Cross-posted from Calgary is Awesome.
Strangely, even though Sorrentino's is just at the foot of my neighbourhood, my family has only been there maybe once years ago, often opting to go to Misato instead. Recently, however, Sorrentino's has completely revamped itself, bringing on chef Giuseppe di Gennaro of Capo to create a more family-friendly (read: less expensive) menu that still stays true to its Italian roots. I don't know if the interior has been redone as well, but the restaurant now features an open kitchen, and the main dining room offers floor-to-ceiling windows overlooking
We kicked our meal off by sharing some tiny roasted red peppers filled with creamy mascarpone risotto ($11), which was topped with a bit of greens (which of course, I ate.) Everything was dressed in peppery olive oil and dotted with balsamic vinegar and pine nuts, and we greedily dipped the crusty bread from the basket into that instead of the olives it originally came with.
My brother ordered the soup of the day also ($9), which on that day, was a stracciatella, or egg drop soup with spinach. It wasn't very flavourful, but happily did not reflect the rest of the meal we had. He also ordered a cappellini primavera ($15) as his "main" course, which he said was not "what he expected" (I think he erroneously expected tomato sauce) but he scarfed it down anyway.
My sister probably had the best main dish out of the three of us - grilled lamb chops with roasted potatoes and cannellini beans "fiaschetto" style ($25). The lamb chops were juicy and succulent, with the right mix of lean and fatty meats. The cannellini beans were rich, with a pleasantly surprising smoky flavour and little bits of sausage hidden throughout. The roasted potatoes had crisp skins and soft, buttery centres.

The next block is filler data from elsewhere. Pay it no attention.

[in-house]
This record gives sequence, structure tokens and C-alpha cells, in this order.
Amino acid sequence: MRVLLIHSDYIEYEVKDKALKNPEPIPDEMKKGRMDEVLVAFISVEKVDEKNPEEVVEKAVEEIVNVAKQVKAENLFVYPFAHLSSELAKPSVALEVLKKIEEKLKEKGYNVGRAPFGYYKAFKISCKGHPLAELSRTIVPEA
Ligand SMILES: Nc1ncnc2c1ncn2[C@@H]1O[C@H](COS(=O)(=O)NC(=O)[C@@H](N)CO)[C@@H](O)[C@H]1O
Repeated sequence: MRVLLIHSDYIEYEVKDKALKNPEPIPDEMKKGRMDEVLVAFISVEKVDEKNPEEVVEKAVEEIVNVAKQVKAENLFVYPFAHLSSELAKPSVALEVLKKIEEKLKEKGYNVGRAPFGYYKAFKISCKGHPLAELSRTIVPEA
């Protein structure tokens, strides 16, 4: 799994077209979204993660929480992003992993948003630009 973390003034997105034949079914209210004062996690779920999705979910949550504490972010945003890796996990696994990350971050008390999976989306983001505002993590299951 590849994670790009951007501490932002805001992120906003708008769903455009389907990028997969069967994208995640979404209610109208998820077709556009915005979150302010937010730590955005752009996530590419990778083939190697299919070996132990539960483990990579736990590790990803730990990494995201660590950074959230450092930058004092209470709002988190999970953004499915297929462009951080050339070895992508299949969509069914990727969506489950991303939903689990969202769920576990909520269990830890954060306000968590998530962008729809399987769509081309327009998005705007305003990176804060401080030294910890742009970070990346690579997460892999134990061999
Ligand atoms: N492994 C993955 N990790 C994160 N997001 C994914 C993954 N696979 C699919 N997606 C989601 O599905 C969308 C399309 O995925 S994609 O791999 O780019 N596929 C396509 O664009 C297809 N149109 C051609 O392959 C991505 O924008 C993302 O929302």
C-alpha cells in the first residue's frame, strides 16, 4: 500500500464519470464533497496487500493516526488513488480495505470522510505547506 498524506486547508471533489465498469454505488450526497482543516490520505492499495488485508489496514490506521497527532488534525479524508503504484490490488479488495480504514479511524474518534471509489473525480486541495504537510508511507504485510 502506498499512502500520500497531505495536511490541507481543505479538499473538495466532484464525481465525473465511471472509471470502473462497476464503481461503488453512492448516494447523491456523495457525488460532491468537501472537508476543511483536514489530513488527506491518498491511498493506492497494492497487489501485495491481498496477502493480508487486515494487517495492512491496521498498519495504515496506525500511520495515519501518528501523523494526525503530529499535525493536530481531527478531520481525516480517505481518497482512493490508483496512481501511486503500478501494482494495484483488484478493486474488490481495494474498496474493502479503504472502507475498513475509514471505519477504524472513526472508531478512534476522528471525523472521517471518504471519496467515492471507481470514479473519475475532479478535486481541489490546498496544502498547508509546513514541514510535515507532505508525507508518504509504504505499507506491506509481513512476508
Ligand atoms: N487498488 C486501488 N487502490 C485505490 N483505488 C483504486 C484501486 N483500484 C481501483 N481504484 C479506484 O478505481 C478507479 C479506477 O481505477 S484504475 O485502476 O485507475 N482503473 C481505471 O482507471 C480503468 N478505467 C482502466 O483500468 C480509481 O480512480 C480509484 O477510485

Compared to my sister's large plate of lamb chops, I was a little taken aback by how small my portion of chicken saltimbocca with sage-butter gnocchi and sauteed Brussels sprouts ($24) were.
This dish really highlights sage, a minty, peppery herb that I find usually takes a backseat to more common herbs like basil and oregano. Instead of using the usual prosciutto, the chicken saltimbocca at Sorrentino's is stuffed with ham instead, which makes it not too salty.
I was really impressed with the gnocchi, which had a nice springy bite and was surprisingly filling. And the brussels sprouts were good, but nothing overly special.
We had treats from the bake sale waiting for us at home, but a quick glance at the dessert menu shows traditional treats, like tiramisu, panna cotta and cannoli.
Overall, I found that the service at Sorrentino's was quite pleasant, especially given that we were just three "kids" who clearly weren't out with dad on Father's Day - he's out of the country right now - I would go back again for a change from my family's usual weekly Japanese dinner, but I don't think it's a place I would go out of my way for.
308 1919 Sirocco Dr SW
Calgary AB T3H 2Y3
Open everyday from 5-9 PM.